Sunday, October 07, 2007
One of the most fun and vibrant places in Athens is downtown along Athinas street, the part of town many Athenians will tell you is the bad part of town. This area is poor and almost exclusively occupied by immigrants from all over the world, which is what makes it so interesting. I for one feel most comfortable here. I can lose myself in my thoughts, dipping in and out of the mysterious little shops like Elixir, a herb shop that looks like a witch’s pantry.
This Saturday I was showing a friend around Athinas street when we came across a tropical fish shop. I love aquariums and love to watch the fish swimming around in pet shops, admiring their beauty and knowing that someone else has to clean their stinky tanks when the time comes.
Something caught my eye as we walked in. It was rows upon rows of clear plastic cups on the tops of the two largest aquariums. In each cup was about two inches of water. In each of these small cups was a Japanese fighter fish.
These fish are some of the most beautiful fish in the world, but they will attack anything else put in a tank with them. The plastic cups were a clumsy attempt at getting around this. I’m not much of an animal lover, but I’d have preferred to see a fish like this with it’s lovely tail fanned out, not sitting at the bottom of a cup with no room to move.
We had a fish bowl at home so I asked the Pet Shop Boy (PSB) the price.
Me: How much are these?
Me; Forty euros? (In the UK, these fish never go for less than £9, so forty didn’t seem crazy)
PSB: No, €4.50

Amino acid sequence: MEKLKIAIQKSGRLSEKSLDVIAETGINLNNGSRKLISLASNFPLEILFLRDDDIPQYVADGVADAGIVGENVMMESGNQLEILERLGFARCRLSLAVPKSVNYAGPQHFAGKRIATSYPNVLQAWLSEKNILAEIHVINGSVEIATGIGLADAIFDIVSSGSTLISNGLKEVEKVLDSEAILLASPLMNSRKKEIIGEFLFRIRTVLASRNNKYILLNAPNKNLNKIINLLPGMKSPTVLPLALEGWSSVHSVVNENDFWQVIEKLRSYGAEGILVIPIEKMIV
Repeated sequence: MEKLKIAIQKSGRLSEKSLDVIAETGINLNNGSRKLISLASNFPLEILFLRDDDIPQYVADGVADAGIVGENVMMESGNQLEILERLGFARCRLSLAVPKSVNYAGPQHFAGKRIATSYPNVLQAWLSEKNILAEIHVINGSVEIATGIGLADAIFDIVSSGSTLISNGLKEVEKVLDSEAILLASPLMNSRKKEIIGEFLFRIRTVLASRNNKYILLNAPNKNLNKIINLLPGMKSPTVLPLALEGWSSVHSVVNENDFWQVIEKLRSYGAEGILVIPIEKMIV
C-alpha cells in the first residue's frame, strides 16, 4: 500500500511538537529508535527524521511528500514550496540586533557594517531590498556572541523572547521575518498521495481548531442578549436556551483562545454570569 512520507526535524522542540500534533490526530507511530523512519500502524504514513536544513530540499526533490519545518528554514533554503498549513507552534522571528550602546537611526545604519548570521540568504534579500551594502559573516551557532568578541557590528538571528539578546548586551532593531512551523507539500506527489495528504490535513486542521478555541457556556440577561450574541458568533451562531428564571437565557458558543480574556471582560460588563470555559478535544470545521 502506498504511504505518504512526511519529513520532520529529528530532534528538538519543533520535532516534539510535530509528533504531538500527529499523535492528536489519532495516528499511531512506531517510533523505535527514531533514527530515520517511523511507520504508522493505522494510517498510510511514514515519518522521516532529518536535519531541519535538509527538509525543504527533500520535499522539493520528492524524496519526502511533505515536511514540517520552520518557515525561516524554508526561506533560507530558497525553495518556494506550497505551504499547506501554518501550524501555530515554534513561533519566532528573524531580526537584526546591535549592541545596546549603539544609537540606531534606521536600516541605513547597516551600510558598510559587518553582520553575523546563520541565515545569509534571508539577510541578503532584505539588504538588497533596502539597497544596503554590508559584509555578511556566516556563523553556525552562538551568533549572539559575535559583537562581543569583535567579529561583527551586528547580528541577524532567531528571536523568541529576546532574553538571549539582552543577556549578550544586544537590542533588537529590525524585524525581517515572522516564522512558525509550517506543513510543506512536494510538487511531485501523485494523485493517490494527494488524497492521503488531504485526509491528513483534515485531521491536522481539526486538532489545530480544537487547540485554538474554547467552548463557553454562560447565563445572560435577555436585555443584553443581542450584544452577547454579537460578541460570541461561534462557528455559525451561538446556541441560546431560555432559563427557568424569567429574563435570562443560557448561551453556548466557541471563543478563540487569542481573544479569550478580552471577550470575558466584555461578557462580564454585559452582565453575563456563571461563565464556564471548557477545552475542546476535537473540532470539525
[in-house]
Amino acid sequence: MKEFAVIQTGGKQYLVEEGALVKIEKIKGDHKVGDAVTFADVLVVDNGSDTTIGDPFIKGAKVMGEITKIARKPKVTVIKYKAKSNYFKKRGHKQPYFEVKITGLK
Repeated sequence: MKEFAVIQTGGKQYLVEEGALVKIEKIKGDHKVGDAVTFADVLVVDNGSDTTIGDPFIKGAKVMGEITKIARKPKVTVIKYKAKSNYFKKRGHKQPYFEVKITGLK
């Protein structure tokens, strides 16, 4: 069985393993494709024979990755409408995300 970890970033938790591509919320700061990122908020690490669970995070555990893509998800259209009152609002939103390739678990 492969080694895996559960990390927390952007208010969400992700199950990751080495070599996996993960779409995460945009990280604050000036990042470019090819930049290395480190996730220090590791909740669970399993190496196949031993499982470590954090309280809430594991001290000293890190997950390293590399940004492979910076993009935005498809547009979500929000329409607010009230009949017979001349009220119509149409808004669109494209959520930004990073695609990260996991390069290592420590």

Me: Really?! That’s so cheap
I tried to call Mr Zeus to okay the plan with him, but when he didn’t answer I went ahead and selected a deep blue fish with shots of red and took his little cup to the counter. Our conversation continued with my poor Greek.
Me: If I buy him he’s not going to die tomorrow, right?
PSB: (Looking shocked) You want to wait till tomorrow to put him in a tank?
Me: No, I mean will he live?
PSB: (Looking comically offended) Ma ti les my girl, do I look like I’d sell you a fish that would die?
Me: Are they easy to care of?
PSB: Ofcooourse, no problem at all.
I left my fish on the counter and tried to find some white gravel to put at the bottom of the tank to show of his lovely colours.
PSB: Do you need help?
Me: Have you got any of this (pointing since I don’t know the word for gravel in Greek) in white?
PSB: No but look at this stuff in black. (says something which I mishear)
Me: Okay, in how much time?
PSB: What do you mean how much time?
Me: In how much time does the black one turn white?
PSB: It doesn’t turn white!
Me: Sorry that’s what I heard. I’ll take some of that one there, that looks white. My bowl is this big (indicate with hands)
PSB: I’ll measure you a kilo
Me: What do they eat by the way?
Me: (Imaging live bloodworms and looking like “come on now, where the hell am I supposed to find those”)
PSB: Don’t look at me like that! That’s what they eat!
Me: And where am I supposed to find those.
Pet Shop Boy got me a bottle of dried bloodworms which answered the question and a liquid that take the chlorine out of water so that I could put him straight into a bowl. With the fish, food, gravel and this liquid, my bill was €10.
I have to say, this conversation with Pet Shop Boy was the most fun I’ve had speaking Greek. He called upon his rusty English when I really didn’t understand what he was talking about, and I blundered along with my rusty Greek as he instructed me on what to do when I got home. By the time we were done we were both laughing.
My fish is now settled and free to swim around his little bowl. Look at his picture, isn’t he beautiful?
If you too would like to go save a Japanese fighter fish from a little plastic cup, here is where to go:
210 522 3121
You won’t regret it!